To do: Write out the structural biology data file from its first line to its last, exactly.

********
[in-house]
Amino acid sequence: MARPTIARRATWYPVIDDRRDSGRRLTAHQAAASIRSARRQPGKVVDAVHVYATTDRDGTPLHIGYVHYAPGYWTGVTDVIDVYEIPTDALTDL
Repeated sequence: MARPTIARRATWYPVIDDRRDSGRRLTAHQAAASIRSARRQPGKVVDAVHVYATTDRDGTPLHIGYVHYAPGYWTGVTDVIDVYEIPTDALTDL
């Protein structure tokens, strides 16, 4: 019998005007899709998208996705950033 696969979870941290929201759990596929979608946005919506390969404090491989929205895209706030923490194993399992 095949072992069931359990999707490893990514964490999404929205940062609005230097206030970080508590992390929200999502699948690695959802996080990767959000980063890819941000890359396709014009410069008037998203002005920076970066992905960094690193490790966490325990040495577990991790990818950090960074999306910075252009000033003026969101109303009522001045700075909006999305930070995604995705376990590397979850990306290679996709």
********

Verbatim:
[in-house]
Amino acid sequence: MARPTIARRATWYPVIDDRRDSGRRLTAHQAAASIRSARRQPGKVVDAVHVYATTDRDGTPLHIGYVHYAPGYWTGVTDVIDVYEIPTDALTDL
Repeated sequence: MARPTIARRATWYPVIDDRRDSGRRLTAHQAAASIRSARRQPGKVVDAVHVYATTDRDGTPLHIGYVHYAPGYWTGVTDVIDVYEIPTDALTDL
């Protein structure tokens, strides 16, 4: 019998005007899709998208996705950033 696969979870941290929201759990596929979608946005919506390969404090491989929205895209706030923490194993399992 095949072992069931359990999707490893990514964490999404929205940062609005230097206030970080508590992390929200999502699948690695959802996080990767959000980063890819941000890359396709014009410069008037998203002005920076970066992905960094690193490790966490325990040495577990991790990818950090960074999306910075252009000033003026969101109303009522001045700075909006999305930070995604995705376990590397979850990306290679996709």